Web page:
Smart Home Technology increases access and independence for blind and partially sighted people
Daniel Williams, Founder of Visualise Training and Consultancy, looks at how smart home technology can be life-changing for blind and partially sighted people
As the world becomes increasingly digital, it brings welcome channels of communication and independence for people with visual impairments. The latest development is Self-Monitoring Analysis and Reporting Technology (SMART) – better known as smart home technology, which uses internet-connected devices to interact remotely with your electric appliances and systems, at home or away. Smartphones, tablets, smartwatches and other personal electronics can be used.
Most people with low vision love the thought of speaking, especially when you can avoid squinting or fidgeting with fingers to do things and this is the great advantage of smart home technology – you speak, it does the task!
Speak up, please!
For a blind person, the simple, everyday action of locking a door, fiddling to get the key to fit and activating an intruder alarm with the correct digits, is a real fumble. As for adjusting your home lighting when you have low vision, it’s a constant battle to get it right in each room with seasonal and daily light fluctuations.
Not so with smart lighting; locking up is one command and getting just the right level of light for you in your home is a breeze. Your voice will instruct the exact shade of white you require, with minimal glare and you can pre-set with a single command or let motion sensors automatically activate.
Blowing hot and cold
What setting do you leave your heating on when you’re away from home? Too low and pipes might freeze and burst, too high and you’re wasting money and energy; and then the weather changes.
For a blind person, it’s a performance adjusting anything but if you can just say what you want to change or pre-set, it’s so much easier – “Turn my heating to 19 degrees”- simple, efficient and you don’t even have to say please! If you’re worried about an icy winter or a dodgy pipe, just speak. For those muddling times trying to remember whether you left the iron on or not, a sensor can inform you if you have left an appliance on by mistake.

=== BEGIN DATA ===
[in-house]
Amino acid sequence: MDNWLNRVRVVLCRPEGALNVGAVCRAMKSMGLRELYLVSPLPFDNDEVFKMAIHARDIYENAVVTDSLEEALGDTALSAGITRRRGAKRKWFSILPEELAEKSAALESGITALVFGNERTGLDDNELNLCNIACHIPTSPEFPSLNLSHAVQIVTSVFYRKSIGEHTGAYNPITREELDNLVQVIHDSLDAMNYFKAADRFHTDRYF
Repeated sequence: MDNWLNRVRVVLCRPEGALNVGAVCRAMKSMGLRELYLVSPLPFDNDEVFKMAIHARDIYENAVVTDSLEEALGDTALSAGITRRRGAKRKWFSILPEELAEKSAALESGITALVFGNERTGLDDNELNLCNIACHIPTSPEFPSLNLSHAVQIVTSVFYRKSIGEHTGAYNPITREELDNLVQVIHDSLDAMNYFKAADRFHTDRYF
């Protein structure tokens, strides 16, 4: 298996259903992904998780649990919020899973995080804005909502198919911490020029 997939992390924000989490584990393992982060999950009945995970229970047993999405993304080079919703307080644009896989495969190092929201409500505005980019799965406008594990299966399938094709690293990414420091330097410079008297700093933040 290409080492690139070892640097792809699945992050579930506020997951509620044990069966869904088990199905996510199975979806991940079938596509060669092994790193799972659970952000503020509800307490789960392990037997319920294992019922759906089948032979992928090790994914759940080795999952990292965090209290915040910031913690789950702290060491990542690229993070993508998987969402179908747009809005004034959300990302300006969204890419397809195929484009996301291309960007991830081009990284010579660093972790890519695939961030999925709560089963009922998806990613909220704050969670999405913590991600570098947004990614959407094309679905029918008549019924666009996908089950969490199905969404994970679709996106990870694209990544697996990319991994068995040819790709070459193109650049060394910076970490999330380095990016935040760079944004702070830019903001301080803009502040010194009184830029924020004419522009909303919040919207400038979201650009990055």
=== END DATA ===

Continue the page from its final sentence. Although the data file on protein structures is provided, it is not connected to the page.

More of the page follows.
Music and audio books made simple
Music is often an important part of life for many blind people and audiobooks are a must-have. Instead of trying to locate your favourite tracks or books on your device or wait until you arrive home from work to find and play, just use your voice assistant and ask for whatever song, artist or audiobook you like. Why not have them playing in whatever room you like, timed for your arrival home or on command? Relaxing, without all that access bother, is bliss.
The phone is a visually impaired person’s best friend. But even with a decent screen-reader tool or keyboard location dots, it can mean trial and error. Far easier to put in a request to ‘Call my optician’ or ‘Call Sam or Dad or whoever’. With a voice search system, you can tell it to dial up a local service such as an eye clinic, leisure centre, gym or other organisation and be connected in seconds.
What’s in the news today?
Keeping up with the news can be hard if you have low vision and especially if you can’t read Braille or reading large print and glare causes problems and checking before an outing if you need to take a brolly, a sun hat, or both, is a daily British dilemma! So, to get random facts, figures and information from the internet or ask about a local business service with your smart home technology voice control, just say the words.
Appointments for today
Appointments and reminders for the eye clinic, GP or optometrist can be the bane of a visually impaired person’s life too. They are often not sent to you in large print and it’s too easy to be forgetful, so connect your calendar to your voice friend and you can be reminded in advance and get a nudge when it’s time to next book in.
Find out more
To find out how Daniel and the team at Visualise are driving inclusion and accessibility for blind and partially sighted people, visit https://www.visualisetrainingandconsultancy.com/
Original article in the LVIF E-Bulletin: 17 December 2019
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